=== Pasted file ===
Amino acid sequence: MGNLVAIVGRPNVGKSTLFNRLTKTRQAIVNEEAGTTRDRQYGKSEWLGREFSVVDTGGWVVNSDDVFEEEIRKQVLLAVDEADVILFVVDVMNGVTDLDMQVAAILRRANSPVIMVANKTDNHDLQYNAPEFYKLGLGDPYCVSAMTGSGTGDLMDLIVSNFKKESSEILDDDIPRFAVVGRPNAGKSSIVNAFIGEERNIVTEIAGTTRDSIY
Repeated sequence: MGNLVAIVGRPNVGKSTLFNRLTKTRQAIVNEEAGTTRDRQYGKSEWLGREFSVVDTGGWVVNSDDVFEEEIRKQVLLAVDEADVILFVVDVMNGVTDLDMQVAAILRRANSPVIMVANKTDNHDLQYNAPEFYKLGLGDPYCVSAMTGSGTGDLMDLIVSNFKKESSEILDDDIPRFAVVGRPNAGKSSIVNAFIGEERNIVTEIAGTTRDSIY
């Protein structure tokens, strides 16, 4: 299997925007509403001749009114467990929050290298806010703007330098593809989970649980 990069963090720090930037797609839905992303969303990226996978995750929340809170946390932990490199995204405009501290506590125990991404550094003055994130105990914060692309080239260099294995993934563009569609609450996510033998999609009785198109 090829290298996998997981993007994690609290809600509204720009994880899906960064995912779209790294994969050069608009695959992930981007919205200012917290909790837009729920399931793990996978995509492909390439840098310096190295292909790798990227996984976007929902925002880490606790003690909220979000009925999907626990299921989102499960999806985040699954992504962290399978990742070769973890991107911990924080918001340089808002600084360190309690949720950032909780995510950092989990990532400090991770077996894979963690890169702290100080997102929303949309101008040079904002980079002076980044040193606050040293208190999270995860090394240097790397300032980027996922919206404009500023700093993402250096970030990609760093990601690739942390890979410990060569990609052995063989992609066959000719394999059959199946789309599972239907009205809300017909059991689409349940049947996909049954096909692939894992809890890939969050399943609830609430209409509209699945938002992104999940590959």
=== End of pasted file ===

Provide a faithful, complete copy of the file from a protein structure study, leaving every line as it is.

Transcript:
Amino acid sequence: MGNLVAIVGRPNVGKSTLFNRLTKTRQAIVNEEAGTTRDRQYGKSEWLGREFSVVDTGGWVVNSDDVFEEEIRKQVLLAVDEADVILFVVDVMNGVTDLDMQVAAILRRANSPVIMVANKTDNHDLQYNAPEFYKLGLGDPYCVSAMTGSGTGDLMDLIVSNFKKESSEILDDDIPRFAVVGRPNAGKSSIVNAFIGEERNIVTEIAGTTRDSIY
Repeated sequence: MGNLVAIVGRPNVGKSTLFNRLTKTRQAIVNEEAGTTRDRQYGKSEWLGREFSVVDTGGWVVNSDDVFEEEIRKQVLLAVDEADVILFVVDVMNGVTDLDMQVAAILRRANSPVIMVANKTDNHDLQYNAPEFYKLGLGDPYCVSAMTGSGTGDLMDLIVSNFKKESSEILDDDIPRFAVVGRPNAGKSSIVNAFIGEERNIVTEIAGTTRDSIY
């Protein structure tokens, strides 16, 4: 299997925007509403001749009114467990929050290298806010703007330098593809989970649980 990069963090720090930037797609839905992303969303990226996978995750929340809170946390932990490199995204405009501290506590125990991404550094003055994130105990914060692309080239260099294995993934563009569609609450996510033998999609009785198109 090829290298996998997981993007994690609290809600509204720009994880899906960064995912779209790294994969050069608009695959992930981007919205200012917290909790837009729920399931793990996978995509492909390439840098310096190295292909790798990227996984976007929902925002880490606790003690909220979000009925999907626990299921989102499960999806985040699954992504962290399978990742070769973890991107911990924080918001340089808002600084360190309690949720950032909780995510950092989990990532400090991770077996894979963690890169702290100080997102929303949309101008040079904002980079002076980044040193606050040293208190999270995860090394240097790397300032980027996922919206404009500023700093993402250096970030990609760093990601690739942390890979410990060569990609052995063989992609066959000719394999059959199946789309599972239907009205809300017909059991689409349940049947996909049954096909692939894992809890890939969050399943609830609430209409509209699945938002992104999940590959």